Reed Arts Weekend, March 4–7, Focuses On "Illusionary Space"
Reed College’s 10th annual Reed Arts Weekend, March 4 to 7, explored the concept of illusionary space. Featured performers and artists in this student-organized celebration included Seattle’s Theater Simple, dance company Aero/Betty, writer Martha Gies, artist Cynthia Pachikara, and filmmaker and performance artist Miranda July.
The works of sculptor Cynthia Pachikara, Reed visiting assistant professor of art, were on display throughout RAW. Her work, in a variety of media including video and photo installation, has explored themes that include her South Indian family’s emigration from India and her occasional return. New City magazine called one of her installations "the most complete photo-work exhibited in Chicago in living memory." Pachikara holds an M.F.A. from the University of Illinois–Champaign-Urbana and a B.S. from Purdue University. She has been on the Reed faculty since 1998.
Hare and Karoly earn tenure
Denise Hare, assistant professor of economics, and Keith Karoly, assistant professor of biology, have been awarded tenure, effective September 1999. The board of trustees at their February meeting ratified the decision of the Committee on Advancement and Tenure.
Hare's research focuses primarily on the rural economies of China and Vietnam, with an emphasis on human resource issues and household resource allocation decisions. She has recently begun a new project on forest worker co-operatives in Oregon. Hare has served as consultant to the United Nations Industrial Development Organization, the Asian Development Bank, and Vietnam's Ministry of Labor, Invalids, and Social Affairs. She earned a B.A. from Carleton College and a Ph.D. from Stanford University and has been on the Reed faculty since 1992.
Karoly’s professional interests lie generally in plant evolution and the evolution of plant mating systems. He has received doctoral and postdoctoral research grants from the National Science Foundation (NSF), as well as recent grants from the Oregon Community Foundation and the Howard Hughes faculty development fund. Karoly has served on the population biology program advisory panel for the NSF and as the biology section co-chair for the Oregon Academy of Sciences. He earned a B.A. from Whitman College and an M.S. and Ph.D. from the University of Chicago and has been a member of the Reed faculty since 1993.
Reed contributes to prestigious journal
"Today only four percent of all American baccalaureate degrees are awarded at residential liberal arts colleges. Yet these colleges remain remarkably prominent in and vital to American education. They remain the best models of undergraduate education in the country."
That is according to President Steven Koblik in his foreword to "Distinctly American: The Residential Liberal Arts Colleges," the winter 1999 issue of Daedalus, published by the American Academy of Arts and Sciences. Koblik also served as editorial consultant.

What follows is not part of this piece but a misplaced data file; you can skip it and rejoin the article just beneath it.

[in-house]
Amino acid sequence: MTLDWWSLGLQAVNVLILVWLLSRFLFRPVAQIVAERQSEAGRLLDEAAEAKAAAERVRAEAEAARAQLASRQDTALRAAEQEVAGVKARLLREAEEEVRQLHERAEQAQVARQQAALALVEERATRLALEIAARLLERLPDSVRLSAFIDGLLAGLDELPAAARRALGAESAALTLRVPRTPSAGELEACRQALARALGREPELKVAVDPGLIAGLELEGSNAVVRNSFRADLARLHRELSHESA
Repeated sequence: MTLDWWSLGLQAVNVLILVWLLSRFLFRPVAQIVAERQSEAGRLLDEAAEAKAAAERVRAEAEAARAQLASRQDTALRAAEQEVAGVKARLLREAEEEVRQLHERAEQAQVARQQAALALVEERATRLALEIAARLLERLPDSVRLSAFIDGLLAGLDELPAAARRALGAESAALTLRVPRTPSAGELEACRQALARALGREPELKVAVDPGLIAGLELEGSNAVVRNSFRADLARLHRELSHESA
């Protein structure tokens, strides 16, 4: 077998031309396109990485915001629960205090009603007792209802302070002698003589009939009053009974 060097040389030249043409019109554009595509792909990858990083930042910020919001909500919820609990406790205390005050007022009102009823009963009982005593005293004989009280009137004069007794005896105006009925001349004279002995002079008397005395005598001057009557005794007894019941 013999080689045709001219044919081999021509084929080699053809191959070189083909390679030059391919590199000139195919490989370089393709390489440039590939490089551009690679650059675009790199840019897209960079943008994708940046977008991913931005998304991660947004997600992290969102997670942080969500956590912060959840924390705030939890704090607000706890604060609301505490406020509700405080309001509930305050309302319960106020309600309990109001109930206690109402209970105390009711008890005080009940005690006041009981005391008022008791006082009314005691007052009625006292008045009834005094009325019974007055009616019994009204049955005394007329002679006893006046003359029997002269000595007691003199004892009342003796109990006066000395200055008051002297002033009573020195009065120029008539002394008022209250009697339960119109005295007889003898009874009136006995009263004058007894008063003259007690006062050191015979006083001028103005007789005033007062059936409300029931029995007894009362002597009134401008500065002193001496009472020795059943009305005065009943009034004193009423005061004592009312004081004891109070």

The journal's 14 provocative essays offer a critical examination of the significant contributions that residential liberal arts colleges have made to American intellectual life. It also focuses on the prospects faced by all colleges and universities, regardless of size or status, under conditions of increasing economic competition.
Reed alumna Priscilla W. Laws ’61, an award-winning professor of physics at Dickinson College, contributed to the volume with an essay on new approaches to science and mathematics teaching at liberal arts colleges. Other authors include scholars and historians of American higher education, college presidents, and notable alumni from the small college environment.
"Distinctly American: The Residential Liberal Arts Colleges" was a collaborative effort between Daedalus and the Annapolis Group, an association of America's leading national liberal arts colleges. Reed has played a major role in the Annapolis Group since its inception five years ago. One of the group's primary goals is to assert the perspective and values of schools like Reed into the national higher education public policy arena.
Koblik also wrote in the foreword that "For most Americans, the residential liberal arts colleges lack visibility. They have neither famous athletic programs nor large numbers of alumni. The media tend to ignore them. The colleges themselves have been buffeted by the main cross-currents of American higher education: the dominance of the large public and private universities; increased specialization of the professoriate; the creation of a highly competitive national market for higher education; the economics of the education sector; and a growing public demand for training and certification rather than the preparation of our youth for lives that will be satisfying, professionally and intellectually. Today, small residential liberal arts colleges, even the strongest of them, face an uncertain future."